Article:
Wireless Bicycle Mounted Bluetooth Speaker

9,954

93

15

About: Nice to meet you! I'm Donny from Lithuania and I have a passion for designing aesthetic, yet durable and practical projects. Check my YouTube channel for more! ▶ http://www.youtube.com/c/DonnyTerek

Hi there!

In this Instructable I will show you how I have built my wireless bicycle mounted Bluetooth speaker. I have to say, this might be one of my favorite projects so far. It looks great, has great sound and has that futuristic appearance! As always, I will include the build plans, laser-cut plans, the wiring diagram and of course the list of the parts and tools that were used in this build. Make sure to watch my YouTube video first and then come back for further details of the build. Let’s dig in!

Step 1: Components and Plans

Make sure to check out the wiring diagram and all the plans included if you would like to build a speaker like this one yourself! Feel free to download it and zoom in for a better view.

COMPONENTS:

TOOLS and MATERIALS:

Step 2: Important to Notice!

Even though it is self-explanatory it is worth mentioning that everyone’s enclosure’s size and shape will depend on the bike frame that you have. Therefore make sure you check that the enclosure will not obstruct any movement of the pedals and cranks or the suspension components if you have a full suspension bike. To do that you can simply cut a few pieces of cardboard in a shape of the speaker enclosure and check the fitment and cut the cardboard accordingly to achieve a great fit.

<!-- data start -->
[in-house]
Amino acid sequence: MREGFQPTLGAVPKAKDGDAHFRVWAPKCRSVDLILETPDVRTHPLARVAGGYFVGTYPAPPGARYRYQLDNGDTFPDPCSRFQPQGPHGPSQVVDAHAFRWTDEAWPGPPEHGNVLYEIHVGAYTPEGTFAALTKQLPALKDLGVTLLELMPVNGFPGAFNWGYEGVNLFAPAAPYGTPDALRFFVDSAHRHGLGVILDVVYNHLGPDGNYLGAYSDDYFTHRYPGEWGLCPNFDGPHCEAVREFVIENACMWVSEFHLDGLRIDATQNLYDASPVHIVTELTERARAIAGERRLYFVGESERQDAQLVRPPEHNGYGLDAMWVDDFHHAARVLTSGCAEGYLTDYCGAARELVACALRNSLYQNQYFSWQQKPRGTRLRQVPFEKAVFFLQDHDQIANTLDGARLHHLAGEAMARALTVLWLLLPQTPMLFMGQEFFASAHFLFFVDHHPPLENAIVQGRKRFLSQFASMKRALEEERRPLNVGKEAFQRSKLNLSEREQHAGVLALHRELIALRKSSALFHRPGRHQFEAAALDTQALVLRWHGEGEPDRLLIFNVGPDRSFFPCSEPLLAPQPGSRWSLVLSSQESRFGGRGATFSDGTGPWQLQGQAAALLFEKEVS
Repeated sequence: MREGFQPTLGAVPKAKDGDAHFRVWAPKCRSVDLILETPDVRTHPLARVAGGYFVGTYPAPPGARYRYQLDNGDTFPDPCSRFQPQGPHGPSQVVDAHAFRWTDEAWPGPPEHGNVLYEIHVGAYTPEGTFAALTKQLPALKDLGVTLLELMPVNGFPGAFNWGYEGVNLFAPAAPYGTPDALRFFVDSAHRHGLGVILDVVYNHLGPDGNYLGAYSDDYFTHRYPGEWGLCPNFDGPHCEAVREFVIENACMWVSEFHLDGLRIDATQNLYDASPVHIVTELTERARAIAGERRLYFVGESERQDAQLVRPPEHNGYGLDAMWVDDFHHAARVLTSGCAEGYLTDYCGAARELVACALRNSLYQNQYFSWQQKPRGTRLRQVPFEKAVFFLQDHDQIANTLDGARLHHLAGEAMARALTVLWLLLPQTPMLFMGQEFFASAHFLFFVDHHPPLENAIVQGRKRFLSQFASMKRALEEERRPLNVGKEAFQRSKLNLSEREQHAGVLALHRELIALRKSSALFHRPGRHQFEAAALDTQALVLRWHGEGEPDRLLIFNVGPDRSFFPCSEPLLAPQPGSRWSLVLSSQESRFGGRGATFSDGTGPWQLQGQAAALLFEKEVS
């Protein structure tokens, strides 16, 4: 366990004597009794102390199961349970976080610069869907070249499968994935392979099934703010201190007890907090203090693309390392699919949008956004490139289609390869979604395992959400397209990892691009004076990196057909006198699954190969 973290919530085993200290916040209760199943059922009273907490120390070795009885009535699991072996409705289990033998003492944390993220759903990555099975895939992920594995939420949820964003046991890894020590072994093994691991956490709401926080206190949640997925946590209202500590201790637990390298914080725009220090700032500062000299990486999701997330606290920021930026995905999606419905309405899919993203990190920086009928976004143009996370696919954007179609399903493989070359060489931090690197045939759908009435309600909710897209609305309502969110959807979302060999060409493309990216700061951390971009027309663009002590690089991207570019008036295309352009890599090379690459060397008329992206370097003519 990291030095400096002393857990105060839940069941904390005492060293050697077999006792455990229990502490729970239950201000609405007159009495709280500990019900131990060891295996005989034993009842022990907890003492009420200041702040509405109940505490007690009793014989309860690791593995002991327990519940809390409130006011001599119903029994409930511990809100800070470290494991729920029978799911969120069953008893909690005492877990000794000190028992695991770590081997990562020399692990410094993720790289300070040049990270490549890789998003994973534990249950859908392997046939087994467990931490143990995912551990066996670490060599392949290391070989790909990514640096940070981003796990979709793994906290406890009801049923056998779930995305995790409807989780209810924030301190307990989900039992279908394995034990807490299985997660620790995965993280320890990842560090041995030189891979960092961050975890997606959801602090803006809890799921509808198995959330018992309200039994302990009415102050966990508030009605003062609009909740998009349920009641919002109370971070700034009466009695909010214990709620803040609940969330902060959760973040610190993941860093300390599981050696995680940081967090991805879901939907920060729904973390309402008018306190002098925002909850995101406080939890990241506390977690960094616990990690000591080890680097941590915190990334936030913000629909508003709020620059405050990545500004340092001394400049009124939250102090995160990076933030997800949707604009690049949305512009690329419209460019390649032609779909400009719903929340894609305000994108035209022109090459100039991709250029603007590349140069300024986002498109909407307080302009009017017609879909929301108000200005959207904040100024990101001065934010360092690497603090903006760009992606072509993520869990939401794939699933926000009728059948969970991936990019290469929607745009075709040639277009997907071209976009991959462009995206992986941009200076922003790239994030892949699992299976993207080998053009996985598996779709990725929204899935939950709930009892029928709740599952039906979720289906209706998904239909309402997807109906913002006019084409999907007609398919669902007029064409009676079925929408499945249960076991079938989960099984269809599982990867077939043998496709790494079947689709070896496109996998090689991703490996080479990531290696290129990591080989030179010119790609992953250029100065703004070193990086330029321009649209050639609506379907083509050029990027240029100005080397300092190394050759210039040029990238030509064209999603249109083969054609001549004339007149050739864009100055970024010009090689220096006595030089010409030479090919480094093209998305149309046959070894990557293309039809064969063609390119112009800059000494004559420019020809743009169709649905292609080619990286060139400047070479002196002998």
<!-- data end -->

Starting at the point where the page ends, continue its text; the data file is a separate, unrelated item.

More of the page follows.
Therefore I am only including a picture of my enclosure's build plans so that you can get an idea of how the parts should look. Notice that some panels have an angled cut so that they fit nicely along each other.

Step 3: Building the Enclosure

For the main building material I chose 12mm MDF which I love working with. It is sturdy, strong and can be painted over with not much effort.

I used the tablesaw and a jigsaw to cut the pieces to required dimensions. I sanded the edges to achieve the necessary angles for the box to be glued without blank spaces.

To cut out the circles for the speakers I used a wood router with a circle jig. You can also use a jigsaw for that manner since the edges do not need to be perfect because the speaker will be mounted on top. I also used a combination of router bits for the plywood panel to sit flush with the surface of the speaker.

Step 4: Glue Up!

Healthy amounts of wood glue on the edges of the panels to ensure a strong bond between the pieces. Using a plastic card I spread the glue evenly along the edge. Make sure to use a square when gluing the panels together!

Step 5: Treating the Edges

Once the glue has dried, off camera I have glued in the support pieces for the side panel to be screwed in. I also sanded the sharp edges smooth and round. Using a roundover bit I ran across the outer edges of the enclosure making them round and smooth to the touch. A dust mask and dust collection must be used for this step which includes lots of MDF dust!